Lu Wang’s group in the School of Pharmacy, Fudan University, and Kai Johnsson’s Group in Max Planck Institute for Medical Research have developed a new strategy for synthesizing fluorescent probes for super-resolution microscopy. The new strategy can transform the same rhodamine into either a highly fluorogenic and cell-permeable probe for live-cell stimulated emission depletion (STED) microscopy or a spontaneously blinking dye for single-molecule localization microscopy (SMLM). The study was published in the Journal of the American Chemical Society (https://pubs.acs.org/doi/10.1021/jacs.1c05004).
Fluorescence microscopy is a commonly employed tool in medical and biological science. However, the spatial resolution of regular fluorescence microscopy is limited to about 200 nm due to the diffraction of light. Super-resolution microscopy, such as stimulated emission depletion (STED) microscopy and single-molecule localization microscopy (SMLM), breaks the diffraction limit of light and produces a nanometer spatial resolution, thus offering a powerful tool to investigate cellular structures, track single proteins, and analyze protein-protein interaction networks on a molecular scale.
Rhodamines are the most important class of fluorophores for applications in live-cell fluorescence microscopy. They exist in a dynamic equilibrium between a fluorescent “open” and a nonfluorescent but cell-permeable “close” form. In previous work (Nat Chem,2020,12,165), Dr. Lu Wang and Prof. Kai Johnsson reported a general strategy to transform regular fluorophores to cell-permeable and fluorogenic dyes. Conversion of a carboxyl group found in rhodamines and related fluorophores into an electron-deficient amide produces the close form, which can quickly penetrate cell membranes and show ultralow intracellular background signal. However, binding to target proteins shifts the equilibrium to the open state, thus producing several hundred-fold enhanced fluorescence. These probes have been commercialized by SpriochromeTMfor labeling protein tags, microtubules, and actins in wash-free, multicolor, live-cell nanoscopy.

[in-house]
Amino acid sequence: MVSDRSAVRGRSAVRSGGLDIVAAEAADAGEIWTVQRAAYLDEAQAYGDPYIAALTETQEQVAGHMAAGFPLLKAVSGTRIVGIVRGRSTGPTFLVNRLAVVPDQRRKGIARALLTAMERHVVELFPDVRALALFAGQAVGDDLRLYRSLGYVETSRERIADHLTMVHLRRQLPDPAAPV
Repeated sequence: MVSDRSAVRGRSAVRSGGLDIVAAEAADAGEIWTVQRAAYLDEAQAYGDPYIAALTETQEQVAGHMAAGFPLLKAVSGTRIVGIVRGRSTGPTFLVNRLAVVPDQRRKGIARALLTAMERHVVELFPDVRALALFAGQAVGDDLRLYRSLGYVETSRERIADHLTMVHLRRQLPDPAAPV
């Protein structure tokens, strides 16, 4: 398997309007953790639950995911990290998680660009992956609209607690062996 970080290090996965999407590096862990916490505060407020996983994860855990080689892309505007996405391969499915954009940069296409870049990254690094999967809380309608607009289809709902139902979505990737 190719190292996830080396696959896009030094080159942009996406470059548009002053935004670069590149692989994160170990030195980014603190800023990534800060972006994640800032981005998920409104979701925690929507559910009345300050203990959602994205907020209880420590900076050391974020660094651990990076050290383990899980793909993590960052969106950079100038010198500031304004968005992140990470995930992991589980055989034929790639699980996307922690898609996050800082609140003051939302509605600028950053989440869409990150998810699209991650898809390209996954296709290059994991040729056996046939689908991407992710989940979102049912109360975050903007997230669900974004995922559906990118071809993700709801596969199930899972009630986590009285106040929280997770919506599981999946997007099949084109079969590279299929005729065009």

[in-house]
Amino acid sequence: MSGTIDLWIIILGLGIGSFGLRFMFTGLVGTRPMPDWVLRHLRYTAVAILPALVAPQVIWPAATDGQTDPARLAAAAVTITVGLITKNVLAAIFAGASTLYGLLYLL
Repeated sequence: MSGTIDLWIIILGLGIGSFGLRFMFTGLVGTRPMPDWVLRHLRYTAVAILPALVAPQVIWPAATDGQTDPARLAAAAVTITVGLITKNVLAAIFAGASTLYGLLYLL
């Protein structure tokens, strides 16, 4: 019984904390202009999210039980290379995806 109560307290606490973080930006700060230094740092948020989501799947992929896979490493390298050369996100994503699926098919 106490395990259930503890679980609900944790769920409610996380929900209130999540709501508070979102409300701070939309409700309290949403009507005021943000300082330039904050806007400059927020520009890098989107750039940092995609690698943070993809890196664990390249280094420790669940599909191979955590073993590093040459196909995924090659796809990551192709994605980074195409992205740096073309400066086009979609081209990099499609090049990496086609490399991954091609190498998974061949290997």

Figure 1. New fluorescent probes for wash-free, multicolor, live-cell super-resolution microscopy
Recently, Lu Wang’s group and Kai Johnsson’s group extended the above strategy to systematically tune the equilibrium of open/close forms with unprecedented accuracy and over a large range.Incorporation of benzenesulfonamides with different substituents enabled the systematic fine-tuning of the open/close equilibrium and the fluorogenicity of the resulting probes for STED. Furthermore, the incorporation of more electron-rich amides allowed the tuning of the equilibrium over a large range and the generation of spontaneously blinking dyes for SMLM.
Such novel probes and super-resolution microscopy will provide a powerful tool to track drug target proteins in living cells and offer a novel drug screening platform. Prof. Kai Johnsson and Dr. Lu Wang are the co-corresponding authors. Nicolas Lardon is the first author.
About this article:
Nicolas Lardon, Lu Wang*, Aline Tschanz, Philipp Hoess, Mai Tran, Elisa D’Este, Jonas Ries, and Kai Johnsson*, Tuning of Rhodamine Spirocyclization for Super-resolution Microscopy.J. Am. Chem. Soc. 2021, doi.org/10.1021/jacs.1c05004.